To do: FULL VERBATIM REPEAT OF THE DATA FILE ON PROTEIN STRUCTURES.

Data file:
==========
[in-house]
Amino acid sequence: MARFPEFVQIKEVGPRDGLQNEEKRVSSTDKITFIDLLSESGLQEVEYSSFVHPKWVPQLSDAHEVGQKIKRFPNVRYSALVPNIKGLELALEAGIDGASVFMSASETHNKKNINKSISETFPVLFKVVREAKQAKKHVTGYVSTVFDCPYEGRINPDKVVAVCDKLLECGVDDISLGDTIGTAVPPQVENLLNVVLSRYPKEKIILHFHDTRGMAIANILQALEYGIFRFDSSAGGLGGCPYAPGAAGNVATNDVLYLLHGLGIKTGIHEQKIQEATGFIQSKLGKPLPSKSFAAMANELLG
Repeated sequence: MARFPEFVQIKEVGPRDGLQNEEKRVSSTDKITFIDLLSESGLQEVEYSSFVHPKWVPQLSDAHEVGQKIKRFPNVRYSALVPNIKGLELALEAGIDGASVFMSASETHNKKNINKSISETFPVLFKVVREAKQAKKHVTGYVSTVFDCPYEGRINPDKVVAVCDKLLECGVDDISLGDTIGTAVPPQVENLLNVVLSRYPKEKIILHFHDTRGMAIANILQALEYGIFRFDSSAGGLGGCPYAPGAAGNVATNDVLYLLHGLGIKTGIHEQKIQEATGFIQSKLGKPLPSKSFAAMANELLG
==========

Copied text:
[in-house]
Amino acid sequence: MARFPEFVQIKEVGPRDGLQNEEKRVSSTDKITFIDLLSESGLQEVEYSSFVHPKWVPQLSDAHEVGQKIKRFPNVRYSALVPNIKGLELALEAGIDGASVFMSASETHNKKNINKSISETFPVLFKVVREAKQAKKHVTGYVSTVFDCPYEGRINPDKVVAVCDKLLECGVDDISLGDTIGTAVPPQVENLLNVVLSRYPKEKIILHFHDTRGMAIANILQALEYGIFRFDSSAGGLGGCPYAPGAAGNVATNDVLYLLHGLGIKTGIHEQKIQEATGFIQSKLGKPLPSKSFAAMANELLG
Repeated sequence: MARFPEFVQIKEVGPRDGLQNEEKRVSSTDKITFIDLLSESGLQEVEYSSFVHPKWVPQLSDAHEVGQKIKRFPNVRYSALVPNIKGLELALEAGIDGASVFMSASETHNKKNINKSISETFPVLFKVVREAKQAKKHVTGYVSTVFDCPYEGRINPDKVVAVCDKLLECGVDDISLGDTIGTAVPPQVENLLNVVLSRYPKEKIILHFHDTRGMAIANILQALEYGIFRFDSSAGGLGGCPYAPGAAGNVATNDVLYLLHGLGIKTGIHEQKIQEATGFIQSKLGKPLPSKSFAAMANELLG